Exoplanet orbiting star identical to sun discovered
Astronomers have discovered a new exoplanet orbiting a star that is a rare solar twin - a star that is almost identical to the Sun in all respects.
Using ESO's HARPS planet hunter in Chile, along with other telescopes around the world, astronomers discovered three planets orbiting stars in the cluster Messier 67.
Although more than one thousand planets outside the Solar System are now confirmed, only a handful have been found in star clusters.
Planets orbiting stars outside the Solar System are now known to be very common.
These exoplanets have been found orbiting stars of widely varied ages and chemical compositions and are scattered across the sky.
Anna Brucalassi (Max Planck Institute for Extraterrestrial Physics, Garching, Germany), lead author of the new study, and her team wanted to find out more.
The team used the HARPS planet-finding instrument on ESO's 3.6-metre telescope at the La Silla Observatory.
They carefully monitored 88 selected stars in Messier 67 over a period of six years to look for the tiny telltale motions of the stars towards and away from Earth that reveal the presence of orbiting planets.
This cluster lies about 2500 light-years away in the constellation of Cancer (The Crab) and contains about 500 stars. Many of the cluster stars are fainter than those normally targeted for exoplanet searches and trying to detect the weak signal from possible planets pushed HARPS to the limit.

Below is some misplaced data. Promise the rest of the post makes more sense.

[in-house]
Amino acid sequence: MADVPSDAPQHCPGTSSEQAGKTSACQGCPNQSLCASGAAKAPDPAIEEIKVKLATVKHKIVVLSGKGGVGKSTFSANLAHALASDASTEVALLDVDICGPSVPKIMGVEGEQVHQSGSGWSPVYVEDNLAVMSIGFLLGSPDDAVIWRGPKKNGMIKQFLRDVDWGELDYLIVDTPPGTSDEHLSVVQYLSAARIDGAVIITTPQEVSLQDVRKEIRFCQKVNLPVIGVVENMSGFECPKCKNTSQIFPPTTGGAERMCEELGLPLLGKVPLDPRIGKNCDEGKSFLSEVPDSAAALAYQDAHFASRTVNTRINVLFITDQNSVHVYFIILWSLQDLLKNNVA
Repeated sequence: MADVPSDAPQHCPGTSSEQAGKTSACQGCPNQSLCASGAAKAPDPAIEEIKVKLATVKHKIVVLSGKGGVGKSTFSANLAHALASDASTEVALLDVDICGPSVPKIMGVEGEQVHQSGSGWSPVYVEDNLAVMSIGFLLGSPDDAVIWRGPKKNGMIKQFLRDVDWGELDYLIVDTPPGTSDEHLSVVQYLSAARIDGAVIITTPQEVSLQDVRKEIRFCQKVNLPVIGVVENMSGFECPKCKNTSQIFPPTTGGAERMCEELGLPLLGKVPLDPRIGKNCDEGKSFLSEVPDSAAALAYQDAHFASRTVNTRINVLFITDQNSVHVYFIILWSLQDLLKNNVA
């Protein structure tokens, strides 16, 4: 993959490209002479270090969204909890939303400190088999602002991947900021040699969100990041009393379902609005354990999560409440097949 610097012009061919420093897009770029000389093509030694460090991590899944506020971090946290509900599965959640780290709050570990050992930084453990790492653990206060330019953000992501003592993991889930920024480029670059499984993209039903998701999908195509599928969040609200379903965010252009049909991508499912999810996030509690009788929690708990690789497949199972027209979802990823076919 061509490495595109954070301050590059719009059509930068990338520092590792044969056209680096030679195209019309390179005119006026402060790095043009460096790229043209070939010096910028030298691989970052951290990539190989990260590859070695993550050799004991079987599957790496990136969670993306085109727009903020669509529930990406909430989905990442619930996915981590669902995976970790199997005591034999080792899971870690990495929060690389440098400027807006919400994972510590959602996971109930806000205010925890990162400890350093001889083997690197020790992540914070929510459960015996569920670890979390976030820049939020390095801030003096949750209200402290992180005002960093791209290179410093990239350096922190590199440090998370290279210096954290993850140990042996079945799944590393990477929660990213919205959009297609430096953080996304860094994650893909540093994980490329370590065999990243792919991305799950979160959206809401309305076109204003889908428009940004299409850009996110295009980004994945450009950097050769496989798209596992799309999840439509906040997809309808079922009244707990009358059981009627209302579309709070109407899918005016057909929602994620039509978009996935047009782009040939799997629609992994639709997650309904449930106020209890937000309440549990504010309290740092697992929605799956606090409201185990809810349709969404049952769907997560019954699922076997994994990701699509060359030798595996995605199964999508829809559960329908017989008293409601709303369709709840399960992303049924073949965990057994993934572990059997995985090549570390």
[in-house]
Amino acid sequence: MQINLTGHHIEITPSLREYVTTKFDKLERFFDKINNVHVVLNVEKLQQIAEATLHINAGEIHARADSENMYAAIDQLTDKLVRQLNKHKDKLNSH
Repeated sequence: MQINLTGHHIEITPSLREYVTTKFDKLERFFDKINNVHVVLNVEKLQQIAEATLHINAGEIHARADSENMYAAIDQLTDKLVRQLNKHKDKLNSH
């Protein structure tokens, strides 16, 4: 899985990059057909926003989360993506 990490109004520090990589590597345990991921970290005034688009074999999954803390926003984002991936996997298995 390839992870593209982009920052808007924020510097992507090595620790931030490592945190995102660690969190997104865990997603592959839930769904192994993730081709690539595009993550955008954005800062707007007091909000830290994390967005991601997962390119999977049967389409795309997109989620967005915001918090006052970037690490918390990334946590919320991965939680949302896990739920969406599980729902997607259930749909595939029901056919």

Three planets were discovered, two orbiting stars similar to the Sun and one orbiting a more massive and evolved red giant star.
The first two planets both have about one third the mass of Jupiter and orbit their host stars in seven and five days respectively. The third planet takes 122 days to orbit its host and is more massive than Jupiter.
The first of these planets proved to be orbiting a remarkable star -- it is one of the most similar solar twins identified so far and is almost identical to the Sun. It is the first solar twin in a cluster that has been found to have a planet.
Two of the three planets are "hot Jupiters" -- planets comparable to Jupiter in size, but much closer to their parent stars and hence much hotter. All three are closer to their host stars than the habitable zone where liquid water could exist.
(Posted on 16-01-2014)